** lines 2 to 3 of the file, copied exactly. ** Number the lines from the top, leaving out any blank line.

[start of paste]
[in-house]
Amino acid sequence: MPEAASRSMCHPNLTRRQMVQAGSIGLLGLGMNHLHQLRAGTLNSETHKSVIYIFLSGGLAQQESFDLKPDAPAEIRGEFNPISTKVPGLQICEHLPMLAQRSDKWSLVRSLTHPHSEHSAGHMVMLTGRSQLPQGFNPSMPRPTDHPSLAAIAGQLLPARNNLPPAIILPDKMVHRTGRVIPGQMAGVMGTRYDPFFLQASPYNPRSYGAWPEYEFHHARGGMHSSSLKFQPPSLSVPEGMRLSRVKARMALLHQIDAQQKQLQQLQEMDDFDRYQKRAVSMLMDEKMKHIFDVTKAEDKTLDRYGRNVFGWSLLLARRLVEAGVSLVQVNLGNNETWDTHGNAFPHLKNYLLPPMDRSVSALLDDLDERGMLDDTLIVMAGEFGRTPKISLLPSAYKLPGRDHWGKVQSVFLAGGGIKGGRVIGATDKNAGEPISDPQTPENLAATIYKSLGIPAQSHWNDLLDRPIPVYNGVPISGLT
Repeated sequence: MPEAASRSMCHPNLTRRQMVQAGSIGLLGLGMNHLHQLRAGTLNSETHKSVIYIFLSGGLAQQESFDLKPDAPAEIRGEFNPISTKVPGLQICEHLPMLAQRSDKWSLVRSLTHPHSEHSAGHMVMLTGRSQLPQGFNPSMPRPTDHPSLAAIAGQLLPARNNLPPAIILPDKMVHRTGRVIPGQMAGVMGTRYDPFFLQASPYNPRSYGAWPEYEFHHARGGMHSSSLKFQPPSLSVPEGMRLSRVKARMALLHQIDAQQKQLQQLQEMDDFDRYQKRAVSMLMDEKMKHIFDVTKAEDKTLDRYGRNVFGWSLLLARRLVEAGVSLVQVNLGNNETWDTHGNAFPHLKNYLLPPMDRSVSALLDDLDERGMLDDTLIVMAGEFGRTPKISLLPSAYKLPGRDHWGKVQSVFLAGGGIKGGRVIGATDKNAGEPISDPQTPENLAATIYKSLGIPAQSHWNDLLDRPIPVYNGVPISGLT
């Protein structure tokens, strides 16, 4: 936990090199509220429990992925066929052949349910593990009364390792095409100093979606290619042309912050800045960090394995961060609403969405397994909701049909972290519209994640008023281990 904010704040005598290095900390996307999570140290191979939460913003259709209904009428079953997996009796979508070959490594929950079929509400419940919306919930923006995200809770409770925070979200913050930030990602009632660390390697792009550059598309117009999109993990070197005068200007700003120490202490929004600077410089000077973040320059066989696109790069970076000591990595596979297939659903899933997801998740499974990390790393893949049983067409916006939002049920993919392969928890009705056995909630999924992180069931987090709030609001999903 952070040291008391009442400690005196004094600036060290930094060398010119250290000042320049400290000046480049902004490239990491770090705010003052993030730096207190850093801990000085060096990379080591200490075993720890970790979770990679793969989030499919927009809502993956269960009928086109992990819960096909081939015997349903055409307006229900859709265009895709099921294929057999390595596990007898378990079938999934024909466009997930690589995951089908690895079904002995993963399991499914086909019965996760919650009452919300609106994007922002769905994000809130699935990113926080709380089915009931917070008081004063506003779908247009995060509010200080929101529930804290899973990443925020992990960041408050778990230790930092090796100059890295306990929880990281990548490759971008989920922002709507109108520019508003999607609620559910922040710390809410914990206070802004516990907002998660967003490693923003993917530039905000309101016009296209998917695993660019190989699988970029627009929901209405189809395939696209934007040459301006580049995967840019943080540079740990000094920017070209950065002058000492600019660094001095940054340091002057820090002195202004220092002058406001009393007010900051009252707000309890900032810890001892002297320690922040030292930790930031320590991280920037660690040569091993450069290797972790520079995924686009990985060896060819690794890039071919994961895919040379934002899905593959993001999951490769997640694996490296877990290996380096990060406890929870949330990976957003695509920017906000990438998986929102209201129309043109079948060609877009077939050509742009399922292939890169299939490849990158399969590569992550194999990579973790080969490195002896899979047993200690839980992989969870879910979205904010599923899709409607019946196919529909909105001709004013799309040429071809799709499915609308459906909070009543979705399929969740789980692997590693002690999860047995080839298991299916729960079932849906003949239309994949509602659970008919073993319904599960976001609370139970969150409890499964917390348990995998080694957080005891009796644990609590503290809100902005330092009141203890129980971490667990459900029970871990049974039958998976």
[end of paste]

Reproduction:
Amino acid sequence: MPEAASRSMCHPNLTRRQMVQAGSIGLLGLGMNHLHQLRAGTLNSETHKSVIYIFLSGGLAQQESFDLKPDAPAEIRGEFNPISTKVPGLQICEHLPMLAQRSDKWSLVRSLTHPHSEHSAGHMVMLTGRSQLPQGFNPSMPRPTDHPSLAAIAGQLLPARNNLPPAIILPDKMVHRTGRVIPGQMAGVMGTRYDPFFLQASPYNPRSYGAWPEYEFHHARGGMHSSSLKFQPPSLSVPEGMRLSRVKARMALLHQIDAQQKQLQQLQEMDDFDRYQKRAVSMLMDEKMKHIFDVTKAEDKTLDRYGRNVFGWSLLLARRLVEAGVSLVQVNLGNNETWDTHGNAFPHLKNYLLPPMDRSVSALLDDLDERGMLDDTLIVMAGEFGRTPKISLLPSAYKLPGRDHWGKVQSVFLAGGGIKGGRVIGATDKNAGEPISDPQTPENLAATIYKSLGIPAQSHWNDLLDRPIPVYNGVPISGLT
Repeated sequence: MPEAASRSMCHPNLTRRQMVQAGSIGLLGLGMNHLHQLRAGTLNSETHKSVIYIFLSGGLAQQESFDLKPDAPAEIRGEFNPISTKVPGLQICEHLPMLAQRSDKWSLVRSLTHPHSEHSAGHMVMLTGRSQLPQGFNPSMPRPTDHPSLAAIAGQLLPARNNLPPAIILPDKMVHRTGRVIPGQMAGVMGTRYDPFFLQASPYNPRSYGAWPEYEFHHARGGMHSSSLKFQPPSLSVPEGMRLSRVKARMALLHQIDAQQKQLQQLQEMDDFDRYQKRAVSMLMDEKMKHIFDVTKAEDKTLDRYGRNVFGWSLLLARRLVEAGVSLVQVNLGNNETWDTHGNAFPHLKNYLLPPMDRSVSALLDDLDERGMLDDTLIVMAGEFGRTPKISLLPSAYKLPGRDHWGKVQSVFLAGGGIKGGRVIGATDKNAGEPISDPQTPENLAATIYKSLGIPAQSHWNDLLDRPIPVYNGVPISGLT